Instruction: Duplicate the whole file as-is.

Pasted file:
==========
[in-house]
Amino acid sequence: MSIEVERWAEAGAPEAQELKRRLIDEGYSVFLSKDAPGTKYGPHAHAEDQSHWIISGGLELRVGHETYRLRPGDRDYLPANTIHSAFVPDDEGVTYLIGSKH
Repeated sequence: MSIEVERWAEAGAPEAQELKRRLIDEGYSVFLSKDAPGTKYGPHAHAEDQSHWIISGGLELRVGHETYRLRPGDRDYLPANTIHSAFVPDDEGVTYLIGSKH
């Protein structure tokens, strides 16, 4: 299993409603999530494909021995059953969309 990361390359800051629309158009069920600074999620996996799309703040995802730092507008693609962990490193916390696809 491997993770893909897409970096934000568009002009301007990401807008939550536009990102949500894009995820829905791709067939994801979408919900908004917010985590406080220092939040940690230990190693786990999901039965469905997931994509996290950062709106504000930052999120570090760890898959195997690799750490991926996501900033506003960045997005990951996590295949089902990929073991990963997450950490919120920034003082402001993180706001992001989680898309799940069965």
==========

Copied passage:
[in-house]
Amino acid sequence: MSIEVERWAEAGAPEAQELKRRLIDEGYSVFLSKDAPGTKYGPHAHAEDQSHWIISGGLELRVGHETYRLRPGDRDYLPANTIHSAFVPDDEGVTYLIGSKH
Repeated sequence: MSIEVERWAEAGAPEAQELKRRLIDEGYSVFLSKDAPGTKYGPHAHAEDQSHWIISGGLELRVGHETYRLRPGDRDYLPANTIHSAFVPDDEGVTYLIGSKH
């Protein structure tokens, strides 16, 4: 299993409603999530494909021995059953969309 990361390359800051629309158009069920600074999620996996799309703040995802730092507008693609962990490193916390696809 491997993770893909897409970096934000568009002009301007990401807008939550536009990102949500894009995820829905791709067939994801979408919900908004917010985590406080220092939040940690230990190693786990999901039965469905997931994509996290950062709106504000930052999120570090760890898959195997690799750490991926996501900033506003960045997005990951996590295949089902990929073991990963997450950490919120920034003082402001993180706001992001989680898309799940069965």